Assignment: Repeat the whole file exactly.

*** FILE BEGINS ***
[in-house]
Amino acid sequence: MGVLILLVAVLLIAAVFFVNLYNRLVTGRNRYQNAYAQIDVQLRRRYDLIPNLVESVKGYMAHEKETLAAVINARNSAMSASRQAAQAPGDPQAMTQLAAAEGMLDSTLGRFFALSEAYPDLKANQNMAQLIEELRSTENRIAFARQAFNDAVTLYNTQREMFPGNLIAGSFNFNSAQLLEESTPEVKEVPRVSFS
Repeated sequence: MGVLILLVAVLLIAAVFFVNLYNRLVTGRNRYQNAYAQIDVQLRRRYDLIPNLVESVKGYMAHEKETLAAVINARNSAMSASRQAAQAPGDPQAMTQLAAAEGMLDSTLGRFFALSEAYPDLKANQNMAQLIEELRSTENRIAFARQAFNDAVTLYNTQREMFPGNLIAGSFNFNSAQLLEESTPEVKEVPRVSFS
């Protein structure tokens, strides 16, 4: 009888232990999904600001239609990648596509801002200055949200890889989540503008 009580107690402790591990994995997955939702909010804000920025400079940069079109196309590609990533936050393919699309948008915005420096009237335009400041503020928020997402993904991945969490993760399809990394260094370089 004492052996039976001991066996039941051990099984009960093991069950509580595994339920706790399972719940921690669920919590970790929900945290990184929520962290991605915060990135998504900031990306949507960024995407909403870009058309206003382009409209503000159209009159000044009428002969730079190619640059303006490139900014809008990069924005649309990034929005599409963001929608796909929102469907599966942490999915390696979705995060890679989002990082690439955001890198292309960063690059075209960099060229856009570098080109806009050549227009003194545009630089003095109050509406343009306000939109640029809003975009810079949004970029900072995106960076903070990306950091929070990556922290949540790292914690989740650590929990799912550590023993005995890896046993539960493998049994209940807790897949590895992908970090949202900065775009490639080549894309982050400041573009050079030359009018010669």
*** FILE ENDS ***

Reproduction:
[in-house]
Amino acid sequence: MGVLILLVAVLLIAAVFFVNLYNRLVTGRNRYQNAYAQIDVQLRRRYDLIPNLVESVKGYMAHEKETLAAVINARNSAMSASRQAAQAPGDPQAMTQLAAAEGMLDSTLGRFFALSEAYPDLKANQNMAQLIEELRSTENRIAFARQAFNDAVTLYNTQREMFPGNLIAGSFNFNSAQLLEESTPEVKEVPRVSFS
Repeated sequence: MGVLILLVAVLLIAAVFFVNLYNRLVTGRNRYQNAYAQIDVQLRRRYDLIPNLVESVKGYMAHEKETLAAVINARNSAMSASRQAAQAPGDPQAMTQLAAAEGMLDSTLGRFFALSEAYPDLKANQNMAQLIEELRSTENRIAFARQAFNDAVTLYNTQREMFPGNLIAGSFNFNSAQLLEESTPEVKEVPRVSFS
């Protein structure tokens, strides 16, 4: 009888232990999904600001239609990648596509801002200055949200890889989540503008 009580107690402790591990994995997955939702909010804000920025400079940069079109196309590609990533936050393919699309948008915005420096009237335009400041503020928020997402993904991945969490993760399809990394260094370089 004492052996039976001991066996039941051990099984009960093991069950509580595994339920706790399972719940921690669920919590970790929900945290990184929520962290991605915060990135998504900031990306949507960024995407909403870009058309206003382009409209503000159209009159000044009428002969730079190619640059303006490139900014809008990069924005649309990034929005599409963001929608796909929102469907599966942490999915390696979705995060890679989002990082690439955001890198292309960063690059075209960099060229856009570098080109806009050549227009003194545009630089003095109050509406343009306000939109640029809003975009810079949004970029900072995106960076903070990306950091929070990556922290949540790292914690989740650590929990799912550590023993005995890896046993539960493998049994209940807790897949590895992908970090949202900065775009490639080549894309982050400041573009050079030359009018010669």